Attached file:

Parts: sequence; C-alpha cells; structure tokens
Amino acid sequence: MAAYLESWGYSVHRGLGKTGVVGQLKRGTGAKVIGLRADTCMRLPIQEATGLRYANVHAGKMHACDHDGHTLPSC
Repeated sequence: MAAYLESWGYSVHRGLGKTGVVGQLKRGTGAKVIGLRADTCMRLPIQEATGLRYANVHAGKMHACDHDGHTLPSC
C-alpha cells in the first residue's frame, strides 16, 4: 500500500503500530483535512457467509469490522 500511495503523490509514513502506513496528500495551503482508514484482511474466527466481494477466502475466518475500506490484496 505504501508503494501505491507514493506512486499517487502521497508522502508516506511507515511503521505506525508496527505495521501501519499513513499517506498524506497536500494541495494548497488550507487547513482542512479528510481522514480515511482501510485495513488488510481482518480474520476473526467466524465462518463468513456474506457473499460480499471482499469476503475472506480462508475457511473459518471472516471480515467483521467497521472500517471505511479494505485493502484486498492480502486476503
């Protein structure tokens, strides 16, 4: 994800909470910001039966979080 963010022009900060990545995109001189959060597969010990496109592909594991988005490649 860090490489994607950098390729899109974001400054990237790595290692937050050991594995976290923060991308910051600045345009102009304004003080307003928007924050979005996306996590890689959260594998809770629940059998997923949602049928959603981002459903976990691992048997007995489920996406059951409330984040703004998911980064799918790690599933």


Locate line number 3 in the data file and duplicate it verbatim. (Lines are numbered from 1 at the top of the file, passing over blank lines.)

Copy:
Repeated sequence: MAAYLESWGYSVHRGLGKTGVVGQLKRGTGAKVIGLRADTCMRLPIQEATGLRYANVHAGKMHACDHDGHTLPSC